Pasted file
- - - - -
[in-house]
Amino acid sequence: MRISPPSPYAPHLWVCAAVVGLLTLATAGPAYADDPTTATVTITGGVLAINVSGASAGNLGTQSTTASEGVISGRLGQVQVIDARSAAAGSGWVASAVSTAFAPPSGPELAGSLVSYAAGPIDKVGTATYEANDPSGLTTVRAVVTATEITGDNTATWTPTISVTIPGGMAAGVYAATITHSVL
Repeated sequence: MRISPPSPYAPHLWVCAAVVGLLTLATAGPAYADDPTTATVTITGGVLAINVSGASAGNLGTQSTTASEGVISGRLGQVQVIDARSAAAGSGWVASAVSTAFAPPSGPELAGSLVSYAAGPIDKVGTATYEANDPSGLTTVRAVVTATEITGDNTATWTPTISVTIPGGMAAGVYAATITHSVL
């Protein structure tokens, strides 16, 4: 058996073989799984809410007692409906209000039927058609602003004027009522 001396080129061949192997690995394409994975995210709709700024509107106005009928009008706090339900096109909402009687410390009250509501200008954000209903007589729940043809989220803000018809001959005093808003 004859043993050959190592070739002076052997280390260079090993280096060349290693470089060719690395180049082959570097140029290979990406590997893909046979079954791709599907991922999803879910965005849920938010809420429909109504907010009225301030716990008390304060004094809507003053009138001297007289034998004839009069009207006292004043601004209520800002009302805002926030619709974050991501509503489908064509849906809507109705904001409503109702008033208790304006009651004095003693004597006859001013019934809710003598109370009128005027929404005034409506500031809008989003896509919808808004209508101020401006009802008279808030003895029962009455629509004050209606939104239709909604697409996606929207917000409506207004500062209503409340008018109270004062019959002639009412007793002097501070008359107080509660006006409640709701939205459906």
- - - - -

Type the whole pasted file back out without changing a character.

[in-house]
Amino acid sequence: MRISPPSPYAPHLWVCAAVVGLLTLATAGPAYADDPTTATVTITGGVLAINVSGASAGNLGTQSTTASEGVISGRLGQVQVIDARSAAAGSGWVASAVSTAFAPPSGPELAGSLVSYAAGPIDKVGTATYEANDPSGLTTVRAVVTATEITGDNTATWTPTISVTIPGGMAAGVYAATITHSVL
Repeated sequence: MRISPPSPYAPHLWVCAAVVGLLTLATAGPAYADDPTTATVTITGGVLAINVSGASAGNLGTQSTTASEGVISGRLGQVQVIDARSAAAGSGWVASAVSTAFAPPSGPELAGSLVSYAAGPIDKVGTATYEANDPSGLTTVRAVVTATEITGDNTATWTPTISVTIPGGMAAGVYAATITHSVL
């Protein structure tokens, strides 16, 4: 058996073989799984809410007692409906209000039927058609602003004027009522 001396080129061949192997690995394409994975995210709709700024509107106005009928009008706090339900096109909402009687410390009250509501200008954000209903007589729940043809989220803000018809001959005093808003 004859043993050959190592070739002076052997280390260079090993280096060349290693470089060719690395180049082959570097140029290979990406590997893909046979079954791709599907991922999803879910965005849920938010809420429909109504907010009225301030716990008390304060004094809507003053009138001297007289034998004839009069009207006292004043601004209520800002009302805002926030619709974050991501509503489908064509849906809507109705904001409503109702008033208790304006009651004095003693004597006859001013019934809710003598109370009128005027929404005034409506500031809008989003896509919808808004209508101020401006009802008279808030003895029962009455629509004050209606939104239709909604697409996606929207917000409506207004500062209503409340008018109270004062019959002639009412007793002097501070008359107080509660006006409640709701939205459906």